According to the new research report published by The Insight Partners, titled “Smart Water Meter Market - Global Analysis and Forecast to 2025”, the global smart water meter market is expected to reach US$ 3.8 billion in 2025, registering a CAGR of 12.4% during the forecast period 2018 to 2025.
In 2017, North America accounted for the largest revenue share of little more than two-fifth of the total market share, followed by Europe.
As per the United Nations Department of Economic and Social Affairs, close to 1.8 Billion people was suffering from acute water shortage problems by the year 2025 as well as more than two-thirds of the population was facing the constraints of limited water usage. The water paucity issues witnessed across the world has called for various stakeholders in diverse water usage fields to come together and develop for solutions that would result in water savings and sustainable usage of water for future generations.
North America, and Europe have developed water infrastructures but face the problems of aging water infrastructures whereby huge physical losses of water is experienced from the leaks and bursts developed. This adds to the cost for Government bodies, thereby adding to the economic cost of non-revenue water which further impacts customer satisfaction as well as quality of life. Apart from the developed region, the developing regions face other issues related to water supplies that is the high non-revenue water costs, water theft and inaccurate billing of water. Smart water meters look to provide solutions to the water utilities across the globe and enable them achieve good accountability of water, reduce leakage and water thefts, and also optimize water usage at the customer end. Although smart water meter systems had been developed around 2 decades ago, they have gained wider and rising prominence only in the recent times with increasing water scarcity around the world.
The public drinking water systems is regulated by the Environmental Protection Agency (EPA) in the US. There are close to 151,000 public water systems in the US 100,700 non-community water systems such as schools and hospitals. On the basis of the number of people served by a public water system, it is classified under three broad categories as Community Water System (CWS), Non-Transient Non-Community Water System (NTNCWS), and Transient Non-Community Water System (TNCWS). These different water systems drastically vary in size, and the top 8% of the water systems serve water to 82% of the total North American population. The average age of these systems is very high and most of the systems are nearing their product lifecycle ends. As a result, more cases of water leakages are observed. More than 240,000 breaks occur each year and the region loses close to 1.7 trillion gallons of water annually.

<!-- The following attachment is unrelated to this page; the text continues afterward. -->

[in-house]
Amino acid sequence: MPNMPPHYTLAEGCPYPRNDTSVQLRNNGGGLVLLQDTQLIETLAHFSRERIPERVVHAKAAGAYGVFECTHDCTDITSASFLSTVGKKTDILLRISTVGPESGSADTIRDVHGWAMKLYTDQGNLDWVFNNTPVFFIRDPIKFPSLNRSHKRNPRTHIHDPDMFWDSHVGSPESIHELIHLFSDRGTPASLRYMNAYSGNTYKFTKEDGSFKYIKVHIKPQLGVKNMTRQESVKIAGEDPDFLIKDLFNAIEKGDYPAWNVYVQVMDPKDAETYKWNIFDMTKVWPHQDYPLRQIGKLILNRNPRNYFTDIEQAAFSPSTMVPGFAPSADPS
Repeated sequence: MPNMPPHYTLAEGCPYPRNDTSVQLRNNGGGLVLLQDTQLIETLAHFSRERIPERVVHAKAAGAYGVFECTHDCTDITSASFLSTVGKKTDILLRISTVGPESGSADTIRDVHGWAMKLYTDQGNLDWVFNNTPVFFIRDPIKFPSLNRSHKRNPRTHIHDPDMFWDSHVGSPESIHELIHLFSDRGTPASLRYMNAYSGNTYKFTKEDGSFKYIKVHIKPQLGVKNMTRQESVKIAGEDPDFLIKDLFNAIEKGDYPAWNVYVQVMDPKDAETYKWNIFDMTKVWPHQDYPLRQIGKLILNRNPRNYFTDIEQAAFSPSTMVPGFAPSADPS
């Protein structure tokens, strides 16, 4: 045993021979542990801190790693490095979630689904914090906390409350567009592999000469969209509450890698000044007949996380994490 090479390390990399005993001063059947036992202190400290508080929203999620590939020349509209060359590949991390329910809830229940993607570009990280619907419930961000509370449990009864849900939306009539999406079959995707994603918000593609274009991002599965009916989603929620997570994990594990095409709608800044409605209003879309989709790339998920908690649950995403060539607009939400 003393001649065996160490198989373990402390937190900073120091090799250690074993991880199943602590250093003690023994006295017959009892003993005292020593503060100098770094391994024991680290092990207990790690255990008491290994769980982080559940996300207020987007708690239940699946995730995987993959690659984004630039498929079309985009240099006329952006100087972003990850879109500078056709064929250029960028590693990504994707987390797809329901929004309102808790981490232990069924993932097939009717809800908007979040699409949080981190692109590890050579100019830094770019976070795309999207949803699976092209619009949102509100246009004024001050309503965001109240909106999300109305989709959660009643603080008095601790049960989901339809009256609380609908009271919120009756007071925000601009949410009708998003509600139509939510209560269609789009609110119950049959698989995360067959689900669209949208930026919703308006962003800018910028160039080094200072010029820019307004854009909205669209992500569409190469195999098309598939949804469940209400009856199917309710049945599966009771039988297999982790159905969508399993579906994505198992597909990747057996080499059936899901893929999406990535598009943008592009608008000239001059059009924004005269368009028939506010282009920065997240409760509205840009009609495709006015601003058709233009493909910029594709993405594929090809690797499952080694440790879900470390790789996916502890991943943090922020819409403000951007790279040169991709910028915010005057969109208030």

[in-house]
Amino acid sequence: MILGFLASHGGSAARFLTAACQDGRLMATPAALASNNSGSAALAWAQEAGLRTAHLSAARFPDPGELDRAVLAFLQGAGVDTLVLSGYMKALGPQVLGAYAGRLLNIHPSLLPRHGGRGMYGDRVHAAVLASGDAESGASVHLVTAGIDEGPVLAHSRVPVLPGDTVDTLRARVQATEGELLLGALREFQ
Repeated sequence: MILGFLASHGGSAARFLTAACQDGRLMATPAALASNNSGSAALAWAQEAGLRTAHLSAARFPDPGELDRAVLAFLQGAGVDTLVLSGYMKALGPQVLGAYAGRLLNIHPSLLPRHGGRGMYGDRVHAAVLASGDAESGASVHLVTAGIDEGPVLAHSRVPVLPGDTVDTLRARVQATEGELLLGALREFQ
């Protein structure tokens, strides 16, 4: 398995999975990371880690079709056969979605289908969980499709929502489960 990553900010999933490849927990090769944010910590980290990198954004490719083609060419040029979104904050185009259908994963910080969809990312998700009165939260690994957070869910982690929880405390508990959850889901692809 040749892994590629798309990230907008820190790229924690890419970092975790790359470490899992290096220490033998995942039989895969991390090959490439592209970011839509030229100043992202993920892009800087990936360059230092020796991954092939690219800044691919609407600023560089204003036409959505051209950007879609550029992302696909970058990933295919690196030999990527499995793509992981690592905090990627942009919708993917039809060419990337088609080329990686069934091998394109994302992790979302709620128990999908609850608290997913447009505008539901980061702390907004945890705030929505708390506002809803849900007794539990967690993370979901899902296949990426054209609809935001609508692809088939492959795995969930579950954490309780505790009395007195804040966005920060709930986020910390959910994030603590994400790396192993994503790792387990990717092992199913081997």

Key findings of the study:
The advanced metering infrastructure is a wireless connectivity mechanism, which enhances the water consumption pattern on a daily basis. The mechanism is a two-way connectivity technology enabling the service provider and the end users to review the collected information and requesting for pricing signals. The advanced metering infrastructure enables on request interrogation with the service providers and end users. Advanced metering infrastructure typically offers significant quantity payload of information such as cumulative kWh usage, peak kW demand, daily kWh usage, last interval demand, voltage, load profile, outage counts, outage logs, and tamper notification among others. Along with metering and analyzing the water consumption, advanced metering infrastructure facilitates various groups within the ecosystem ranging from planning departments, engineering solutions, asset management, and finance teams among others. The benefits of advanced metering infrastructure include; reduction in equipment and maintenance costs, and Improved theft and leakage detection.
The smart water meter market is bifurcated on basis of types such as automatic meter reader (AMR) and advanced metering infrastructure (AMI). The automatic meter readers are the conventional mechanism used to identify water leakage and illegal water tapping, while advanced metering infrastructure is an advanced wireless technology that is used for the same purpose. The benefit of advanced metering infrastructure over automatic meter readers is the two-way communication network which allows both, the mechanism as well as the service provider or end user to transmit signals. The automatic meter reading technology is heavily deployed in the various regions across the globe, while, the advanced metering infrastructure is gaining prominence in the current scenario.
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